George lost weight with Stella Style: “eating fresh foods, using low-carb ingredients to reinvent your old favorites, developing better eating habits, and, most of all — eating food you love!” And he wasn’t the only one: The entire Stella family shed more than 560 pounds.
In Livin’ Low Carb, George has brought together more than 125 of the Stella family’s favorite recipes. For breakfast there are Blueberry Pancakes or George’s Gorgeous Macadamia Banana Muffins. For lunch or dinner try Low-Carb Pizza, Tequila Chicken Quesadillas, Spaghetti Squash Alfredo, Lasagna, Anaheim Shrimp Scampi, and Southern Fried Chicken. And don’t forget soups, salads, and vegetables! You’ll find recipes here for Key West Caesar Salad, Turkey Vegetable Soup, and Garlic Mock Mashed Potatoes. If it’s sweets you crave, try Chocolate Pecan Brownies or New York Ricotta Cheesecake. There are also party recipes (Nutty Muddy Trail Mix, Teriyaki Sesame Tuna Skewers), tasty drink concoctions (Strawberry Milkshakes, Lemon-Lime Slushees), and a wide array of condiments and dressings (including Quick and Easy Ketchup and Thousand Island Dressing).
These recipes feature easy-to-find, low-carb ingredients that will fit any budget. More than just a cookbook, Livin’ Low Carb is a practical guide to a sustainable low-carb lifestyle.George Stella’s Livin’ Low Carb has little in common with diet books: In fact, it’s got more in common with a cookbook you might have bought for yourself when you first moved out on your own. The style is casual and approachable, with no tense lists of diet-related details or overly-complex recipes, and cooking techniques require little more than a working stove and a frying pan.
George Stella (along with pastry chef-wife Rachel) have developed a wide range of recipes designed to compliment Atkins and other low-carb diet regimens. Rather than relying on packaged convenience foods that meet these dietary standards, they focus on home-cooked meals that satisfy the demands of low carb life without tasting like they were baked up in a factory. Flavors include Chinese (Szechuan stir-fry), Italian-American (clams casino), Southern (fried chicken), and American sweets (chocolate chip muffins and no-bake Key lime cheesecake). Snacks, salads, entrees, and desserts all see equal amounts of attention.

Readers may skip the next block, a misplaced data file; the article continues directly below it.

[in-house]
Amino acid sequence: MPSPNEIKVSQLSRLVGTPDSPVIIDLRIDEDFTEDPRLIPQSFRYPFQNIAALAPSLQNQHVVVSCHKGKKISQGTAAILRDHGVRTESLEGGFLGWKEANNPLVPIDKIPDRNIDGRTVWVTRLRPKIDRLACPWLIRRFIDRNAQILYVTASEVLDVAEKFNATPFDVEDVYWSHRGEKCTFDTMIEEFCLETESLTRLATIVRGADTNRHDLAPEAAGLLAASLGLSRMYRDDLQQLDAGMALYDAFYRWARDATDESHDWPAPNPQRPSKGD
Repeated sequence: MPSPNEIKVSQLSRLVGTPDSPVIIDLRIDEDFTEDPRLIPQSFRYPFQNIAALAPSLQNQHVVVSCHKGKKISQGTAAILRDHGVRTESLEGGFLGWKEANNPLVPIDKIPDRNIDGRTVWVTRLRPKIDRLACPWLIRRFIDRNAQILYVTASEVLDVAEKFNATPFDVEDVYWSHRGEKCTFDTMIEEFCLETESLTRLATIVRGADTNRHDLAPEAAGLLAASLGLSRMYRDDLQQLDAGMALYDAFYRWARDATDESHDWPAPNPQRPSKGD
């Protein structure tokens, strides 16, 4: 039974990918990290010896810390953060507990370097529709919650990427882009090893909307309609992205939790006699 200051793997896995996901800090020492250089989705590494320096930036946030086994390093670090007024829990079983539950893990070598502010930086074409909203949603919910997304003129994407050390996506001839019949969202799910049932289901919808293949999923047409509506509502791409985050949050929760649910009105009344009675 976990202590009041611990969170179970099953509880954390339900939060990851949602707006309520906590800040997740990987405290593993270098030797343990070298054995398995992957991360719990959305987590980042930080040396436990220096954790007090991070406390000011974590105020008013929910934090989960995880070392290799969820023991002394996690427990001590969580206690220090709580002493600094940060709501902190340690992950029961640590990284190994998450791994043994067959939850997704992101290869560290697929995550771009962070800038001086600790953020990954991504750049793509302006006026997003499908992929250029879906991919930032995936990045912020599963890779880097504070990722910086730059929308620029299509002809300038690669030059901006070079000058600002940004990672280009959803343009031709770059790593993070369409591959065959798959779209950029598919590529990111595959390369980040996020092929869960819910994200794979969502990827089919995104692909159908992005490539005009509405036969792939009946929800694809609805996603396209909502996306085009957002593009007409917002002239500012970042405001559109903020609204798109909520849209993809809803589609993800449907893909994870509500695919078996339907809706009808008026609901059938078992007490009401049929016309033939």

There’s a heavy reliance on the sugar substitute Splenda, but in general this is real food for daily life. The condiment chapter contains homemade versions of ketchup, mustard sauce, barbecue sauce and even Thousand Island dressing, and makes a simple place to get started even if the only kitchen appliance you’re comfortable with is a can opener. Each recipe clearly notes “special equipment” (like 8-inch square pans) as well as the yield, net carbs per serving, and separate times needed for prepping and cooking.
Because of the sugar substitute and number of recipes that alter classics in ways that compromise traditional textures in favor of lowering carbs (such as noodle-free lasagna), the book is most likely to be used by dieters, rather than all home cooks. Still, if you’re looking for easy ways to tinker with your food intake that doesn’t involve packaged mixes from the diet industry, Stella offers plenty of tasty options. –Jill Lightner